A number of people are missing and at least six people have been confirmed dead after a devastating fire tore through a New Zealand hostel.
Swarms of emergency services crews rushed to the four-storey Loafers Lodge hostel on Adelaide Rd in the capital city of Wellington just before 12.30am local time (10pm AEST) on Tuesday morning.
Local media are reporting that authorities are treating the blaze, which started on the building’s top level, as suspicious, amid claims it was deliberately lit.
Several residents have also told local media there appeared to be two fires within the building.
Emergency services crews are still searching for 11 people, a significant drop from the 30 residents who remained unaccounted for earlier this morning.
Prime Minister Chris Hipkins warned New Zealanders that the death toll was likely to rise, although it is believed at this stage that the total number of deaths is “fewer than 10”.
He described it as “an absolutely tragic set of circumstances”, and told reporters at the scene on Tuesday morning a full investigation into the tragedy would be carried out.
“This is a major event,” he said.
“We’ve not seen something on this scale in recent times. Wellingtonians will feel this … It’s a very tight-knit community.
“People will be feeling this today and I think, you know, I know the community will support each other, will give support to each other.
“The police, the coroner, a range of different investigations take place and of course we will follow those and await any findings that come from those.”
At least 52 people were rescued, including a number who were saved from the building’s roof.
One person was also seriously injured after jumping from the third floor to escape the fire, with at least five being treated in hospital.
Tala Sili was in the building when he saw smoke coming under his door. He opened it to find the hallway was dark and black, the New Zealand Herald reports.
He then decided to jump out of the window on to a roof two storeys below.
“I was on the top floor and I couldn’t go through the hallway because there was just too much smoke so I jumped out the window,” he said.
“It was just scary, it was really scary, but I knew I had to jump out the window or just burn inside the building.”
It is understood many of the inner city hostel’s residents were members of Wellington’s transient community, including so-called “501 deportees” – New Zealand-born ex-prisoners who were suddenly deported by Australia under a controversial policy announced almost a decade ago by the former Liberal government.
Other residents included shift workers and the elderly.
Wellington Fire and Emergency District Manager Nick Pyatt earlier told reporters more than 90 people were believed to have been staying at the hostel at the time of the fire.
He also warned that the building contained asbestos, and urged nearby residents to wear masks and keep their windows closed to avoid exposure.
“I can sadly report that this will be a multi-fatality incident. Our thoughts at this time are with the families of those who have perished and with our crews who valiantly rescued those and attempted to rescue those that they couldn’t,” Mr Pyatt said.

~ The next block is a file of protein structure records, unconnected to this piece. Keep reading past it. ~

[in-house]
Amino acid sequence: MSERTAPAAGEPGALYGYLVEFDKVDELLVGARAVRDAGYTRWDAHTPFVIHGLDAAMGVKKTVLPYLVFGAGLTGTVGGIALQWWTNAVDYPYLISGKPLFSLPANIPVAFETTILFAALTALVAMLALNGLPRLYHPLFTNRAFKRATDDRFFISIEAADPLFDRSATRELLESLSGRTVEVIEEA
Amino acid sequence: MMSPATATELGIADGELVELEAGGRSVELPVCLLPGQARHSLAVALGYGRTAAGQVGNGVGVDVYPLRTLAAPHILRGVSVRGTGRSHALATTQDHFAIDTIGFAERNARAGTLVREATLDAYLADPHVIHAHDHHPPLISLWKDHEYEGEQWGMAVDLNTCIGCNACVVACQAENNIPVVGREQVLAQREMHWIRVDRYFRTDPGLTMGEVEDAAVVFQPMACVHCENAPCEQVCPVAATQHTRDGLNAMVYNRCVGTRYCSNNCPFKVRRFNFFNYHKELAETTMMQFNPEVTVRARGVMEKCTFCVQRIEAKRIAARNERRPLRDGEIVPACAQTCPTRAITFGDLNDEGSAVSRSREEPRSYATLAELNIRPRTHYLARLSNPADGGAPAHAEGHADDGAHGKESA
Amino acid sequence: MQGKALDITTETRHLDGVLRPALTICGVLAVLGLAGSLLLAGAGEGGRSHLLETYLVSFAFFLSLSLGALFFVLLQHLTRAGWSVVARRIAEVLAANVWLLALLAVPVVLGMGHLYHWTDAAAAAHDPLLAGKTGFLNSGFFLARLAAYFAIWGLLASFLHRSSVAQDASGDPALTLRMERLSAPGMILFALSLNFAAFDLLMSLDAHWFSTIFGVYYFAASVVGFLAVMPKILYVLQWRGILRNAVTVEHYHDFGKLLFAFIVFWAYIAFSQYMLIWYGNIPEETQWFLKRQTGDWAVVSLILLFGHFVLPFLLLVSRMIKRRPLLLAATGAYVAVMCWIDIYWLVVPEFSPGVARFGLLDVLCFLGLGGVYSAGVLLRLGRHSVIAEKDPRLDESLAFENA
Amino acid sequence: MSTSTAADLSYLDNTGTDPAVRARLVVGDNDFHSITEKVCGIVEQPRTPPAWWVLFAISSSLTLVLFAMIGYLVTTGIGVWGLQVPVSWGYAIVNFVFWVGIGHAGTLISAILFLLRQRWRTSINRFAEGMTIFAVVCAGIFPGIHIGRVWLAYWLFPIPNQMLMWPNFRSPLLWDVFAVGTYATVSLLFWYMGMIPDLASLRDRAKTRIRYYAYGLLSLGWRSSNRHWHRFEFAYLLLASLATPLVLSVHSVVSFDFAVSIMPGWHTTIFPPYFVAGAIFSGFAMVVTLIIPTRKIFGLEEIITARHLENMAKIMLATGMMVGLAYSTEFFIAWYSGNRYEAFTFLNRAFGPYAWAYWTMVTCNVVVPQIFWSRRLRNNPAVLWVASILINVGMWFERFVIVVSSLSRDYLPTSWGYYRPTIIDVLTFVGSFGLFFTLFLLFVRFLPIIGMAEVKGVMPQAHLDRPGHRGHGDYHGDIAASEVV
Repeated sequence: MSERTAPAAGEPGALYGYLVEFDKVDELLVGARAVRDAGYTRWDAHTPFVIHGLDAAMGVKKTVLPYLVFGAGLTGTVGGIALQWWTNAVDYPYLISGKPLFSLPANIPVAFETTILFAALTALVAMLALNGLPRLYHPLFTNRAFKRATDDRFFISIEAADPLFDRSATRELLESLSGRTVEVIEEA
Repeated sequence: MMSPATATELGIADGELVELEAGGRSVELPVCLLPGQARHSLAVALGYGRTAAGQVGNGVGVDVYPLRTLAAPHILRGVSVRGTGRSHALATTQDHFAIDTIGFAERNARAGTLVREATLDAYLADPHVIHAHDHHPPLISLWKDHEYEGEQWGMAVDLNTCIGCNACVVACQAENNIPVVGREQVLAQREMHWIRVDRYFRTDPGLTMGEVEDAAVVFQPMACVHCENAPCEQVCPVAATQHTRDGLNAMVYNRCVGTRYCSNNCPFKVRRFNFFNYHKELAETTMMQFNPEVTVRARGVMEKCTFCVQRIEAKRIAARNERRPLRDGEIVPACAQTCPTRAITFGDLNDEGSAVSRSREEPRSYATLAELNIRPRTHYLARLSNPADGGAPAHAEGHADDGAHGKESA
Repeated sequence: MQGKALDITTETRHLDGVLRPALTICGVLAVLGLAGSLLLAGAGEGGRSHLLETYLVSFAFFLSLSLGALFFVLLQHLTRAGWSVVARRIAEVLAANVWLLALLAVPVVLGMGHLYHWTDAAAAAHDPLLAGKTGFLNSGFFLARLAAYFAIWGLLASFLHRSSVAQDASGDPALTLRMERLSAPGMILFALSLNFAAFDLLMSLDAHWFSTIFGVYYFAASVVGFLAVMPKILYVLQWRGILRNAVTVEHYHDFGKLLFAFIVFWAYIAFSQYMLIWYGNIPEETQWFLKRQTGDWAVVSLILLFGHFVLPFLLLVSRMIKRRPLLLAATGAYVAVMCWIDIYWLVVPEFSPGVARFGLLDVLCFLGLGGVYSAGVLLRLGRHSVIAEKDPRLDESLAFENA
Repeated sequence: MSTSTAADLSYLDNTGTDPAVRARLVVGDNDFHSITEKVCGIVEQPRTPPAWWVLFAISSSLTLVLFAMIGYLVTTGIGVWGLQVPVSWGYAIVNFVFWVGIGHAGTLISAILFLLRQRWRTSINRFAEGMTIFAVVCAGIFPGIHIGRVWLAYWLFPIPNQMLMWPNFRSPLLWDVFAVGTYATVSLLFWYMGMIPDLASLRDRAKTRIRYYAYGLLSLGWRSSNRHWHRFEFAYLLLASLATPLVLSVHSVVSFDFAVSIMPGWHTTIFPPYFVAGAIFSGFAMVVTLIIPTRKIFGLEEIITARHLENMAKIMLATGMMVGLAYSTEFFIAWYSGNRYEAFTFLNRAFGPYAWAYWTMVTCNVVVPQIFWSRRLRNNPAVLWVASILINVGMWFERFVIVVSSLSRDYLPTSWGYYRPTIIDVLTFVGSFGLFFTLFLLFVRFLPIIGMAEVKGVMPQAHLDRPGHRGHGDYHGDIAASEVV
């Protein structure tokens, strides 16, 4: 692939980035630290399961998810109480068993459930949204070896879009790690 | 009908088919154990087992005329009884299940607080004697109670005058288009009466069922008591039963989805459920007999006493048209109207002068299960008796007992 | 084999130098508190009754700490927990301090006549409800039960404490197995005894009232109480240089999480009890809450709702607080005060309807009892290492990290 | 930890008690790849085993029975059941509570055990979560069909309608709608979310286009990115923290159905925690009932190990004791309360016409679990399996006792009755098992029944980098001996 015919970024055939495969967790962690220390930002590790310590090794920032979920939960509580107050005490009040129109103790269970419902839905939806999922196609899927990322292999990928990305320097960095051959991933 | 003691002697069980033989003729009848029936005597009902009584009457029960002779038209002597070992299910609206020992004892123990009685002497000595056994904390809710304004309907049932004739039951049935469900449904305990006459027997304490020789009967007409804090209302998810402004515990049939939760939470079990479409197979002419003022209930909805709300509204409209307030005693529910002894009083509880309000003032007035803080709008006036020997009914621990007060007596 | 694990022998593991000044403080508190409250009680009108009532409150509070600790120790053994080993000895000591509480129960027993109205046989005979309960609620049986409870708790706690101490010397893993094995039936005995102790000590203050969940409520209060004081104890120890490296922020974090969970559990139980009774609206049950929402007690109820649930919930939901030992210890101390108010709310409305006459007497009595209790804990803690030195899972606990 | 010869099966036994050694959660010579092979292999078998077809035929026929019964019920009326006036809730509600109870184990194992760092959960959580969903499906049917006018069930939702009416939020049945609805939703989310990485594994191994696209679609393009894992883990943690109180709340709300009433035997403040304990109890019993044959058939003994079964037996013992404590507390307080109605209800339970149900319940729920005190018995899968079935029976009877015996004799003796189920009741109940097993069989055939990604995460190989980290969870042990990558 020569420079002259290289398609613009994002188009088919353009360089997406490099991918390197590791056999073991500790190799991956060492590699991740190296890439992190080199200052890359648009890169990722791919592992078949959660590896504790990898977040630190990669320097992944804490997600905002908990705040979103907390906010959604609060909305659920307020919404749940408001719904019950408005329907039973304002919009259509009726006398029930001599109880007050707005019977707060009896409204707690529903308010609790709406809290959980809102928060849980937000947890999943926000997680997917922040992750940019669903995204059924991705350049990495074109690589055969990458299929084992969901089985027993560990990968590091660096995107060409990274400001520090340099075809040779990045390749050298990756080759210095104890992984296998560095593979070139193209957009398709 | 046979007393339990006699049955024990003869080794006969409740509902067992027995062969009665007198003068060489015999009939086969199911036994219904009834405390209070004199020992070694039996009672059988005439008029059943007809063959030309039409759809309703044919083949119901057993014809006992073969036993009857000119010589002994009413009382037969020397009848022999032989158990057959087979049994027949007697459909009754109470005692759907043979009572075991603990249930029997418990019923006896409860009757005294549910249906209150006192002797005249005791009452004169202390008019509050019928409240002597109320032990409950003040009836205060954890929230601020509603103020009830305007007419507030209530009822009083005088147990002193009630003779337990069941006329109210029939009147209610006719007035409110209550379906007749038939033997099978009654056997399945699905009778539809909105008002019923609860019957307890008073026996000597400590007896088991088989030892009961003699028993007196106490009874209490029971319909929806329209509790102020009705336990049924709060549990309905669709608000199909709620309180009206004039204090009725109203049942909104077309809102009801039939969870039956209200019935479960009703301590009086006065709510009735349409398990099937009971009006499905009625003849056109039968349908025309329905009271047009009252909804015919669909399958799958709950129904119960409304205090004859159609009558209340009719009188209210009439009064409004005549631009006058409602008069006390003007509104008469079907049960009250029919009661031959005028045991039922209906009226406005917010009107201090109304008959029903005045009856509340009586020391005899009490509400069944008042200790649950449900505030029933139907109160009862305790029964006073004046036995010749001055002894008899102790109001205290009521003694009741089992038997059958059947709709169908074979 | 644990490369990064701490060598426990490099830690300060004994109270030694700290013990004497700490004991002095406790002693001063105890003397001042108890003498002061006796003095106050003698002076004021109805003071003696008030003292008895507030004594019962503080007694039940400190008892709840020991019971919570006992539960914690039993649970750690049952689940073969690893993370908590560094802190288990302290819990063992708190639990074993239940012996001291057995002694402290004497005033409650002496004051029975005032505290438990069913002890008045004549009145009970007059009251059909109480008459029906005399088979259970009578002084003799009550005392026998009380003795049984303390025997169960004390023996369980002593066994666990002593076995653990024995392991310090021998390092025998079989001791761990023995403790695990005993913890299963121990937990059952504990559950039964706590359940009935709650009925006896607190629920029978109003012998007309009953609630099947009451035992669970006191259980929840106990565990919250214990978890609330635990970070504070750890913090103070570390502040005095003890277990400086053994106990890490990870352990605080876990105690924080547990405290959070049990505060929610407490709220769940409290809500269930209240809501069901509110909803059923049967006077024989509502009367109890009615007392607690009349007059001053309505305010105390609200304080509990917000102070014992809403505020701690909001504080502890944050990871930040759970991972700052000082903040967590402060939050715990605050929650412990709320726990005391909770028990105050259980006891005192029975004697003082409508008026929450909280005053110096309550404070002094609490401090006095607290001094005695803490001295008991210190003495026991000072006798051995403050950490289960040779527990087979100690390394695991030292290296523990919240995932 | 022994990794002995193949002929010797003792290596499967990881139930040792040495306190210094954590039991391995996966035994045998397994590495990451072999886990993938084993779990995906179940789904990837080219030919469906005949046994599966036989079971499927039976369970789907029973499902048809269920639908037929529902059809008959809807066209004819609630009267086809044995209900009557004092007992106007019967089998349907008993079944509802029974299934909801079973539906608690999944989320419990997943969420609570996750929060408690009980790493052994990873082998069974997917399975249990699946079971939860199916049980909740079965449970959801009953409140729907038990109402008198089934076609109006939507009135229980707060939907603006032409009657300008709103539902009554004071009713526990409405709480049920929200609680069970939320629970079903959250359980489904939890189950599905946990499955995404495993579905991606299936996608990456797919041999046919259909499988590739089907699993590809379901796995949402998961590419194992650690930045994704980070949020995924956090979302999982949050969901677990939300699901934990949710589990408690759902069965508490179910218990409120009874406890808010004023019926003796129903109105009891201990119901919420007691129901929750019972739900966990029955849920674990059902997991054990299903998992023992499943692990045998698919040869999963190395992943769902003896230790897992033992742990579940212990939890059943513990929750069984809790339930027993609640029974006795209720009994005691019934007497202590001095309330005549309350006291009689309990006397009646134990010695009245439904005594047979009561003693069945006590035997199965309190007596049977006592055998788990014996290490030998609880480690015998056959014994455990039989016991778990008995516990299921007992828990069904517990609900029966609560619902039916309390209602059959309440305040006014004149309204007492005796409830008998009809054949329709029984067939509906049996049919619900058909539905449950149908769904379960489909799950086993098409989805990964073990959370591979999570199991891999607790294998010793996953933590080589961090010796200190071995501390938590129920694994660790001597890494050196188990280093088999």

“It doesn’t get worse than this. This is a once-in-a-decade fire for Wellington. It’s the worst nightmare for us.”
‘Death trap’: Residents speak
Residents have began sharing their harrowing stories of narrow escapes with local media, with inhabitant Chris Fincham telling RNZ he believed the building was a “death trap” due to previous water and power issues.
“I didn’t feel particularly safe,” he said.
Others described crawling to safety as smoke filled the hallways.
In a statement, New Zealand Police said the building was not yet safe to access and that a priority was confirming exactly how many people were residing at the property, and how many had made it to safety.
“Our initial assessment is that the number of deceased is fewer than 10, however, we are not in a position to be any more specific until we can access the building,” the statement reads.
“It is currently unsafe and until we can access the building – and reconcile numbers of people who are safe – we are not in a position to determine how many people are deceased or unaccounted for.
“Our focus is on identifying those people as soon as we can.
“We are asking people to please come forward if they, or someone they know, has been staying at the property, so we can eliminate them from our inquiries.”
Police confirmed they were working with Fire and Emergency New Zealand to determine the cause of the tragedy.
FENZ has also confirmed there were no sprinklers in the hostel, and that the fire had spread to all floors, although one was most severely impacted.
Meanwhile, 501 deportee advocate Filipa Payne told Stuff the “true tragedy” will “affect families left in Australia”.
“Majority of (the deportees) are placed in accommodation like that throughout New Zealand … People that have no choice,” Ms Payne told the publication.
“I am so sorry to everyone in the lodge.
“It will affect families left in Australia who have already been through trauma and heartache.
“I struggle to understand the hurt and pain it will cause on people.”
Mayor Tory Whanau took to social media this morning to express her devastation and thank emergency services crew who risked their lives to help others.
“I am devastated to learn that we have lost Wellington lives in the fire at Loafers Lodge in Newtown last night,” she said.
“This is a tragedy. My heart goes out to friends and whānau (family) impacted, and I give my heartfelt thanks to the emergency services who worked tirelessly through the night to help those who needed it.”
More to come